The de Boyvilles were Anglo-Norman knights from Beauville, near Caen, who came to Scotland after the Norman conquest of England in 1066 - there is a record of a David de Boivil witnessing a charter as early as 1164. Henry de Boyville was the keeper of the castles of Dumfries and Galloway in 1291 (taking over from another, earlier, Boyville) and three de Boyvils signed King Edward's Ragman Roll in 1296.
For some time the name was confined to the south-west of Scotland where it was pronounced as "bowl". Gradually, pronunciation and spelling became one syllable, Boyll in 1367 and Boyle in 1482, although as with so many names, there were many other variants.
The family spread into Ayrshire and Largs and Kelburn Castle> became the seat of the major line. John Boyle was a supporter of King James III and was killed at the Battle of Sauchieburn in 1488. The family lands were forfeited but John's son managed to have them restored by King James IV>. Support for Mary Queen of Scots> and later, King Charles I, did not help the family fortunes. But during the 17th century the Boyle's grew rich through shipping and shipbuilding.
Towards the end of the 17th century, David Boyle of Kelburn was elected as a Commissioner of Parliament and a Privy Councillor. He became Lord Boyle of Kelburn in 1699 and then Earl of Glasgow in 1703, one of the last to be created under the Scottish peerage. He was one of the commissioners who supported the Act of Union in 1707. He is thought to have bribed poor Jacobite supporters to support the Bill. As a staunch Hanoverian, he raised troops to fight against the Jacobite Uprising in 1715.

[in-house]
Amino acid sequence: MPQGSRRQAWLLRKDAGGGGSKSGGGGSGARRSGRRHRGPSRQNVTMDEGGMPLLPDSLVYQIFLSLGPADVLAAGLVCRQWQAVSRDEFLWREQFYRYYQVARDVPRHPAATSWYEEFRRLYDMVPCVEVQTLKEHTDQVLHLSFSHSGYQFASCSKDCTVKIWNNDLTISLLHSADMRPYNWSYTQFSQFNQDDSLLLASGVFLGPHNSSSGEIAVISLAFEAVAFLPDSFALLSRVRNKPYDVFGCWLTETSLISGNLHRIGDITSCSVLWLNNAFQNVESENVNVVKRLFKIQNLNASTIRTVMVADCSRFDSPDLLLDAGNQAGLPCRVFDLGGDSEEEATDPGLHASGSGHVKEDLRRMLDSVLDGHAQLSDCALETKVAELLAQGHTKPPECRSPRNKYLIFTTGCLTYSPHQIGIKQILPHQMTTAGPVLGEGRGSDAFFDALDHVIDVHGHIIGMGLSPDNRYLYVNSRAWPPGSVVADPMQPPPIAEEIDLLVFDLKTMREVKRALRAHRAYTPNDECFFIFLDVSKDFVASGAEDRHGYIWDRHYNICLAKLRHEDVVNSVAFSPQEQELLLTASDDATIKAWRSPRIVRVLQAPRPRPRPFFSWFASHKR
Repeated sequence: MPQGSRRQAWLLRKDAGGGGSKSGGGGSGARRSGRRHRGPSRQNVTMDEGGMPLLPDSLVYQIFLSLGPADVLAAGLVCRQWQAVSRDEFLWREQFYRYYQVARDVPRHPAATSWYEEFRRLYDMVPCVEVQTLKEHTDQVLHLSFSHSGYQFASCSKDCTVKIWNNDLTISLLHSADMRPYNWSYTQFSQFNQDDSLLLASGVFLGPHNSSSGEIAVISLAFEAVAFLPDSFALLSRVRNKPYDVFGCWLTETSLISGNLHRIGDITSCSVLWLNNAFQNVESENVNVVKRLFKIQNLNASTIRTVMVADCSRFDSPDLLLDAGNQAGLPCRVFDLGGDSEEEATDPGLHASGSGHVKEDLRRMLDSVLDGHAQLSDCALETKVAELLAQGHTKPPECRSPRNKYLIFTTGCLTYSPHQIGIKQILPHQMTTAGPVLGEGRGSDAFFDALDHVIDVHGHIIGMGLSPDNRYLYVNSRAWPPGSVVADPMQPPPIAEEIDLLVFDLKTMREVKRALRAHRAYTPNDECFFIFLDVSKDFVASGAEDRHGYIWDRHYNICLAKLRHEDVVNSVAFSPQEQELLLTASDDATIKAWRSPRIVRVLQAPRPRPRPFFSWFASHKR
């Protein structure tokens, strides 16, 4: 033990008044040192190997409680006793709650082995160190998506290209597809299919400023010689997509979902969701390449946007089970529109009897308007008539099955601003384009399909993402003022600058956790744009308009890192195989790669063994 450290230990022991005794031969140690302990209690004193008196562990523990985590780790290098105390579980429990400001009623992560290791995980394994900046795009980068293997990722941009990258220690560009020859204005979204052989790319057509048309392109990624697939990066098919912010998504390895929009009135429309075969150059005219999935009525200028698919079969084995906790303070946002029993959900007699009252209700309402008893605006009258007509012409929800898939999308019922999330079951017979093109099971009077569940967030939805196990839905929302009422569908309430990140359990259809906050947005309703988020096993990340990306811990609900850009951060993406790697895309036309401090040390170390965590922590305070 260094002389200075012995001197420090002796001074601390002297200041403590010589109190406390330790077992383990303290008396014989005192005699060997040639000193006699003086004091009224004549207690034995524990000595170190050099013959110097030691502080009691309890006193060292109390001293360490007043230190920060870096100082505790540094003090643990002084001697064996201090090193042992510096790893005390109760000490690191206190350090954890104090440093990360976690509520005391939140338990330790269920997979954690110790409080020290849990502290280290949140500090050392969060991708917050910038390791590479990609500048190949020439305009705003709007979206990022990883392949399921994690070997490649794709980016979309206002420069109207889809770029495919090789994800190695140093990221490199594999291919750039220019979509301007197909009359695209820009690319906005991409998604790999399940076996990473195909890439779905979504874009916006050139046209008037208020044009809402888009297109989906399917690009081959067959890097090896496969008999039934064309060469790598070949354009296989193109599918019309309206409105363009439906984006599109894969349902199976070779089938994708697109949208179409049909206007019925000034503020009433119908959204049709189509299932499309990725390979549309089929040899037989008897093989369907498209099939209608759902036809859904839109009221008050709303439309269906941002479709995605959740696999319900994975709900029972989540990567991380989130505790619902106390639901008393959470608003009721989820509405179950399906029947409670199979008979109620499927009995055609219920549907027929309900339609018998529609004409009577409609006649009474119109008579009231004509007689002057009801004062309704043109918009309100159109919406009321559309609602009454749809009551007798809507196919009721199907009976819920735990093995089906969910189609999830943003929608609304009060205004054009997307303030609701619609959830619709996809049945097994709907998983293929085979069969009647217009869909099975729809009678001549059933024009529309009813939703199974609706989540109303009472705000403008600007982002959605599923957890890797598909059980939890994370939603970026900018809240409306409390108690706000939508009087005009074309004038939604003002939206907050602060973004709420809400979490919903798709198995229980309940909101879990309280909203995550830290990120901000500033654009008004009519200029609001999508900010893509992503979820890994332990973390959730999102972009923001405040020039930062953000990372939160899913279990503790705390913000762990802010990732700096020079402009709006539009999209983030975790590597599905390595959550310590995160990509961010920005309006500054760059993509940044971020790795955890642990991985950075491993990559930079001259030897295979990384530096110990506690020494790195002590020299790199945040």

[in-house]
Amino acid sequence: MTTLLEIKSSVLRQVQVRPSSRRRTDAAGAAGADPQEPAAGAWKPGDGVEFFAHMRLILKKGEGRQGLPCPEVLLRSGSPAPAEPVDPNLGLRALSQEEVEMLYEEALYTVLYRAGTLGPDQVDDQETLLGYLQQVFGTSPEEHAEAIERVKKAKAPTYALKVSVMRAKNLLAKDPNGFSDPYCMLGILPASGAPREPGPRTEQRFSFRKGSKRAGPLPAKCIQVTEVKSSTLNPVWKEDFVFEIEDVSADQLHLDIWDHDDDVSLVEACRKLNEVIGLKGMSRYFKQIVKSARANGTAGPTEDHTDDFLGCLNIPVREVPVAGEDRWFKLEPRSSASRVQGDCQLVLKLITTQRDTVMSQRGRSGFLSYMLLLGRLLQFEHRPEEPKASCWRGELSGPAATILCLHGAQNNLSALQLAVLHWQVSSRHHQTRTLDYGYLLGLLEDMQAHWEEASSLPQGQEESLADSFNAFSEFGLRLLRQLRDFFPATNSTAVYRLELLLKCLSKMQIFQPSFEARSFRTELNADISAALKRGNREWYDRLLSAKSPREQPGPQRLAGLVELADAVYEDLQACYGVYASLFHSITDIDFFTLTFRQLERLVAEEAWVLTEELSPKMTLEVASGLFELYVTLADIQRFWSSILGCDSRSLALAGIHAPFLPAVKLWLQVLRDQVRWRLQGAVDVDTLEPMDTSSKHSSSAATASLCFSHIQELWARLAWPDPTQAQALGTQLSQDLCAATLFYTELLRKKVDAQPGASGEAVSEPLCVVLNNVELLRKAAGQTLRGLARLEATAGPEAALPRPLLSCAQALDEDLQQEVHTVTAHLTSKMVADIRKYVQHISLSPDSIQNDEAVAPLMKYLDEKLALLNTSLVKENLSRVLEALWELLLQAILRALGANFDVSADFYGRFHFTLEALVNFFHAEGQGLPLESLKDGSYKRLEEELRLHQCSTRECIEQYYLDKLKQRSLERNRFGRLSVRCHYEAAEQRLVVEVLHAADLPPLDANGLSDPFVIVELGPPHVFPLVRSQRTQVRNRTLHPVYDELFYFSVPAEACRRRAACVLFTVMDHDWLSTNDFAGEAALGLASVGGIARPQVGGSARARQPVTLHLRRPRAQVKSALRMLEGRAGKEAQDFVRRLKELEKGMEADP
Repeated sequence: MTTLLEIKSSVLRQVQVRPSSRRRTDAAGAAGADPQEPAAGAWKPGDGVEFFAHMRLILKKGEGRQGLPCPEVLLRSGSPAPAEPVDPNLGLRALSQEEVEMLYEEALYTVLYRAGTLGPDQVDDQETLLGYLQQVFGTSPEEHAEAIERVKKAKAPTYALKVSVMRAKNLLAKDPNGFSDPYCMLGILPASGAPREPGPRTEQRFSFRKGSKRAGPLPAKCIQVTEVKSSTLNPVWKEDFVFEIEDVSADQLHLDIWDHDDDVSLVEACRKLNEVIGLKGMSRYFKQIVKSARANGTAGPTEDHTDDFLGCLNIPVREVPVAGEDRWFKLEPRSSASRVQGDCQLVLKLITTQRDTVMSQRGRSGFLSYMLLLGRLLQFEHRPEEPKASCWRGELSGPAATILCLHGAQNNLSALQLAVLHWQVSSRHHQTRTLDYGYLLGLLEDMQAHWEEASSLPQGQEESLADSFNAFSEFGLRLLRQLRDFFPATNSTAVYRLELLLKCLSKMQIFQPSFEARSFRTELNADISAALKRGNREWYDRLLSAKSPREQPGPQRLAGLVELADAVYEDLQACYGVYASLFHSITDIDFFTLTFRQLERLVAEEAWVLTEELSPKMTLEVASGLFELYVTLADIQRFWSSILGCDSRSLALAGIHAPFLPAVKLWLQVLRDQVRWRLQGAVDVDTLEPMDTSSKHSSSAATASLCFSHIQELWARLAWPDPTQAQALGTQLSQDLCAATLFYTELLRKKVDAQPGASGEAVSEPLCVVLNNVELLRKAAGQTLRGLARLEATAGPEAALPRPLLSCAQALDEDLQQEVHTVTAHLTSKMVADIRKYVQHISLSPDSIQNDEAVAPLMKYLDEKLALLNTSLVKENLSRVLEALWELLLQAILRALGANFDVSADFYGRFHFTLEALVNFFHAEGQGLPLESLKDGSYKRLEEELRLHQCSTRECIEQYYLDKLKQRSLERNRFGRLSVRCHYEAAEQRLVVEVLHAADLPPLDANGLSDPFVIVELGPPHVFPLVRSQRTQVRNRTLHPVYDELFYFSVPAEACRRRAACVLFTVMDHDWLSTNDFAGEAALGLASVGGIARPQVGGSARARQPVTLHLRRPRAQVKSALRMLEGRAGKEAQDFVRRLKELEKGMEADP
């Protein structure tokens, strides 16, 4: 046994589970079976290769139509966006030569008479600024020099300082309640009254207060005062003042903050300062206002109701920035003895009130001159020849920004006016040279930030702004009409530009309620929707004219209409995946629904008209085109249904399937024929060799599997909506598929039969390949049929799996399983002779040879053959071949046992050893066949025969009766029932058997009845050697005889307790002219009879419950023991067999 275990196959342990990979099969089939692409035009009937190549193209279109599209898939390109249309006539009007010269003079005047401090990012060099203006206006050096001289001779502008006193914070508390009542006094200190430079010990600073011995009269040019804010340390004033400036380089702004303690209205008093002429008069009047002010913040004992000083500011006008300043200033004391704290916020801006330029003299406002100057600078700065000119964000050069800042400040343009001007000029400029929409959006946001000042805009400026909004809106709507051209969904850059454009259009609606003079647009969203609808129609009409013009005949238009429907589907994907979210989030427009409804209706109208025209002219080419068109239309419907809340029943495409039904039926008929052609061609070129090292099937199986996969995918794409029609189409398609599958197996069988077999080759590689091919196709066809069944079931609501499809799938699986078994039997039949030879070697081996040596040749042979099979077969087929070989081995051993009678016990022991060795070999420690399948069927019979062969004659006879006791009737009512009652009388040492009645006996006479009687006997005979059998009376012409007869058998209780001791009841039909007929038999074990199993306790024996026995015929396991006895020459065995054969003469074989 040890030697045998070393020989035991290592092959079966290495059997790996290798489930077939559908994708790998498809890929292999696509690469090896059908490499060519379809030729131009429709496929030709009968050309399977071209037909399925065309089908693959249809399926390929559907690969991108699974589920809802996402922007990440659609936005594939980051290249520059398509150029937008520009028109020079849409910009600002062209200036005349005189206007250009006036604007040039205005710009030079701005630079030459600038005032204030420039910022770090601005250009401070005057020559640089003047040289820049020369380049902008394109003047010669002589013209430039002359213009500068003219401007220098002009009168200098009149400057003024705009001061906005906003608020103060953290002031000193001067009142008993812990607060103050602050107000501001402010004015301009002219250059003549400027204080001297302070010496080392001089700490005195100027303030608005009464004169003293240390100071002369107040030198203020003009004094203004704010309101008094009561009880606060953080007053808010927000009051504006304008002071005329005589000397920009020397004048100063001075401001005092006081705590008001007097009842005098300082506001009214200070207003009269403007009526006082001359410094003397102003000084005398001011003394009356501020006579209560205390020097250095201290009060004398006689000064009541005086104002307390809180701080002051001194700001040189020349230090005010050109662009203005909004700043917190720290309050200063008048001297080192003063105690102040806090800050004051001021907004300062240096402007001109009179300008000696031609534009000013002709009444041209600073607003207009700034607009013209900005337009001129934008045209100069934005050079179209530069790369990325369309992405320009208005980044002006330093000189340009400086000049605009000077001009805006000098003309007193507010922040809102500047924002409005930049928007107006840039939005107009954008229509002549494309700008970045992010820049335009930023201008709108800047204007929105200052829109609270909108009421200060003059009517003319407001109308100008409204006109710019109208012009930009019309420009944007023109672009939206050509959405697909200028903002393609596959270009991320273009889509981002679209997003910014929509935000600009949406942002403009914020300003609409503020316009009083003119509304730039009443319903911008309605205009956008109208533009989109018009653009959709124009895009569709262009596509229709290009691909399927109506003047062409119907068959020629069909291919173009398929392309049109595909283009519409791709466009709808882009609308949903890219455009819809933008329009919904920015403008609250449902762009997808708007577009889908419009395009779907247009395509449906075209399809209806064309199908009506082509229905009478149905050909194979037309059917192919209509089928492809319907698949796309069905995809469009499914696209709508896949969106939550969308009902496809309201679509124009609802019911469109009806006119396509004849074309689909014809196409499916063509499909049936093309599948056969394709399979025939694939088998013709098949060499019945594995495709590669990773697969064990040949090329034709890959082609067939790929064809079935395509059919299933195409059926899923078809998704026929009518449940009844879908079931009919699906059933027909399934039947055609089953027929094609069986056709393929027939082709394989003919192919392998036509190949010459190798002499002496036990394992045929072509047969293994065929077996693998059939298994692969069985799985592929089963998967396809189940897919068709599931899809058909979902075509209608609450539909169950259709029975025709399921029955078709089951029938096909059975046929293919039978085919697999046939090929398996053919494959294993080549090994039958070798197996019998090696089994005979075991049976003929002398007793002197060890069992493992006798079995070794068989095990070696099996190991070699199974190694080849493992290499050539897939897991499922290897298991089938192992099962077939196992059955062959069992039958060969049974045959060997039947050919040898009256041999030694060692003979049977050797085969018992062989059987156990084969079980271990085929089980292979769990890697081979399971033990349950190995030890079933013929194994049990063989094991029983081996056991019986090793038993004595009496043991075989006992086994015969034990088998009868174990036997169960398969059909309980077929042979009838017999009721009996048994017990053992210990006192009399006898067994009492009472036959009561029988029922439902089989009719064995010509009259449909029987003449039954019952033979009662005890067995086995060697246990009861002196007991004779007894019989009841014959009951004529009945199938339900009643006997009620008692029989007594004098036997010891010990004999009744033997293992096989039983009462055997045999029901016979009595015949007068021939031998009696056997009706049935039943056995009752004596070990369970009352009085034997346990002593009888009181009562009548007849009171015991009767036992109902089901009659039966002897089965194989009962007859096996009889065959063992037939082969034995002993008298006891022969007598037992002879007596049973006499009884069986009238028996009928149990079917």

John, the 3rd Earl of Glasgow, followed a military career in Europe and lost a hand in the Battle of Fontenoy in 1745 and was wounded twice at the Battle of Lauffeldt in 1747. He later became Lord High Commissioner to the General Assembly of the Church of Scotland. His widow built a monument to the Earl in the grounds of Kelburn Castle, which has survived to this day.
In 1869, the 6th Earl of Glasgow inherited Kelburn and land in Dalry, Stewarton, Corshill and Fenwick and the estate at Hawkeshead outside Paisley, plus estates in Dunbartonshire, Fife, Northumberland and the greater part of Cumbrae. However, he ran into debt building Episcopal churches all over Scotland, including a Cathedral in Perth and one in Cumbrae. By 1888 he was one million pounds in debt. His cousin, David Boyle of Stewarton, later Seventh Earl of Glasgow, sold his own lands to buy back the Kelburn Estate at auction. All the rest was lost to the family. The 7th Earl was a naval officer and became Governor of New Zealand from 1892 to 1897.
A branch of the Boyles from Kelburn became established in Ireland and eventually became the Earls of Cork
The 10th Earl of Glasgow still lives at Kelburn Castle, land held by the family since the 13th century and Boyles from all over the world visit the estate, which is now a country park.
The Boyle clan motto is "Dominus provedebit" which means "God will provide".
Boyle was the 84th most frequent surname at the General Register Office> in 1995.
There is a Boyle clan Web site here>.
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